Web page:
By Julie Adams
This month, Strong Start to Finish (SStF) announced the selection of our four emerging sites: the Colorado Department of Higher Education (CDHE), the Louisiana Board of Regents (LA BOR), the Michigan Center for Student Success (MCSS), and the Tennessee Board of Regents (TBR). These sites are state systems and associations implementing developmental education reforms that focus on placement, acceleration and/or alignment. The announcement of these sites represents an exciting milestone for SStF, as this is the third time the initiative has provided funding to systems or associations since it launched in 2018. It also demonstrates our efforts to continue the momentum of developmental education reform.
As SStF’s Site Strategist, this announcement also marks the beginning of my journey supporting these sites. I will be working closely with each emerging site to support their developmental education reform efforts and match them with technical assistance providers. These sites have exciting plans for using their SStF funds and I am eager to support them by providing coaching for their work. Here is snapshot into some of the work they will be doing over the next three years:
- CDHE will evaluate the multiple measures and self-guided placement practices across their 13 community colleges to identify best practices. They will also increase the capacity for corequisite courses at three of their four-year Hispanic Serving Institutions.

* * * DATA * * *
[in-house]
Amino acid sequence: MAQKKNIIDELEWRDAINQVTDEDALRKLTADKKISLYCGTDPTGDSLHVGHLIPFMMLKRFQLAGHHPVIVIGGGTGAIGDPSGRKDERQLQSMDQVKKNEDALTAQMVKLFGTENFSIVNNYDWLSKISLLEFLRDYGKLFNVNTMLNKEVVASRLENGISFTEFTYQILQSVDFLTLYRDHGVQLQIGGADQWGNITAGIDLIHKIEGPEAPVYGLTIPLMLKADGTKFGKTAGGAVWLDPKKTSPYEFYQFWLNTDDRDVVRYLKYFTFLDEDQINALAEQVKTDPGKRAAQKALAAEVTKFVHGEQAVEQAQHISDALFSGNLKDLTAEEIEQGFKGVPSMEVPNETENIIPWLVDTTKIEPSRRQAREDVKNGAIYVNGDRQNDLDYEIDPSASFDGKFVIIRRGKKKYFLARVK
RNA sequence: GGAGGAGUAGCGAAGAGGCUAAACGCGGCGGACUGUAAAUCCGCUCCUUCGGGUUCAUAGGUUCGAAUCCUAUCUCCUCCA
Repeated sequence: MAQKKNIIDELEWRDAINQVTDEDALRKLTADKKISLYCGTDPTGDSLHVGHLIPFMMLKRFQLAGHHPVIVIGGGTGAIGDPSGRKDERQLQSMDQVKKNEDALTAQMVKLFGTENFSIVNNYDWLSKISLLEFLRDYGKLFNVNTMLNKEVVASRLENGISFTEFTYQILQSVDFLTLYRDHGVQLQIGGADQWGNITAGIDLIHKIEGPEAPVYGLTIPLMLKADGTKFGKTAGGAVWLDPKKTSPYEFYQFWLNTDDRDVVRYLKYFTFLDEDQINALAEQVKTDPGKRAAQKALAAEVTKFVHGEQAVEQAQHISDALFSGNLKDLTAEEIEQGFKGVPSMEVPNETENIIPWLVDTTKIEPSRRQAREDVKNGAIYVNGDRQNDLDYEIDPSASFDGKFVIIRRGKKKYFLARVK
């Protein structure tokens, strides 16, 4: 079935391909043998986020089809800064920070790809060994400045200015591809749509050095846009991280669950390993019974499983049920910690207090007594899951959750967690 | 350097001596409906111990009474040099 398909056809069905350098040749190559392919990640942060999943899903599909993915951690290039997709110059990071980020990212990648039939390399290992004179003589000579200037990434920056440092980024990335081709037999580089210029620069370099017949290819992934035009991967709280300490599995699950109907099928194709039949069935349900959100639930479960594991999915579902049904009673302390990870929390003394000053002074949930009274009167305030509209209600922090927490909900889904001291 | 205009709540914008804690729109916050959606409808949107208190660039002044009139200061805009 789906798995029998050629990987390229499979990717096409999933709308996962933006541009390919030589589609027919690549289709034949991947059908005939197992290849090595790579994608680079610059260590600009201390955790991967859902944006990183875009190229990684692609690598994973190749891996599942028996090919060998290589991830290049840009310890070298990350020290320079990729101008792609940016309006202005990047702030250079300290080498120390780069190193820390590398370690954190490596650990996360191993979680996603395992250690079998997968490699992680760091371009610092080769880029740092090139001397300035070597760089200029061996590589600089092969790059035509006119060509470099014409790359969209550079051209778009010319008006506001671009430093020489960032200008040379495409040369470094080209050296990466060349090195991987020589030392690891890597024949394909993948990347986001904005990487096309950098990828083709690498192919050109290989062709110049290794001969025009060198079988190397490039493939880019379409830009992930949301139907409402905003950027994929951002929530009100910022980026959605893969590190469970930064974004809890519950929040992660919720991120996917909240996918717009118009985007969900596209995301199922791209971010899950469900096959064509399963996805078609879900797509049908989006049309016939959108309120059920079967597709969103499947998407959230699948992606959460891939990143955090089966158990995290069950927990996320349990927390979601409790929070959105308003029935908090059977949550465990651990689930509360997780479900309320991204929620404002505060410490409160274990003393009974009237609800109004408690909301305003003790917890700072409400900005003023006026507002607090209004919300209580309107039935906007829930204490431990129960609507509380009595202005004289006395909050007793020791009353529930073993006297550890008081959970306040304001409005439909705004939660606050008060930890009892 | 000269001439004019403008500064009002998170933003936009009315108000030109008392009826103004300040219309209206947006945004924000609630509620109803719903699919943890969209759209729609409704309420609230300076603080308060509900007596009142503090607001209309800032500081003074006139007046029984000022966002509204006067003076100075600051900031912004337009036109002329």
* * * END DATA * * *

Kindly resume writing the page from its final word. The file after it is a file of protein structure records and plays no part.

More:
- LA BOR will develop professional learning opportunities for faculty across their 28 public institutions to improve the effectiveness of their corequisite courses.
- MCSS will develop a community of practice for institutions implementing guided self-placement. They will also create professional learning sessions for faculty at their 31 tribal and community colleges focused on corequisites and math pathways.
- TBR will award three of their institutions with grants to support innovative practices in developmental education reform. They will also create corequisite-focused communities of practice for faculty and advisors at all 13 of their state’s community colleges.
These plans are part of what SStF asked prospective sites to describe in their application process, along with their goals for expanding their ongoing developmental education reform work. Each site’s proposed plan included a nuanced approach to meet the needs of their unique system, and an unwavering commitment to student success. While the details of their plans differ, they all focus on reform efforts that can enable more students who are racially minoritized, students who have low incomes, and students who are returning adults to complete credit-earning courses in their first year of college. These plans also build on years-long efforts at the sites to develop policies and practices, at both the system- and institution-level.
Reading each site’s proposal was inspiring and brought me hope for what our higher education systems can do to help students thrive. As our emerging sites turn their proposals into action, there will be many updates and lessons learned to share with our SStF community. I am thrilled to accompany them on their journey, and I invite you to follow along to see what these sites accomplish!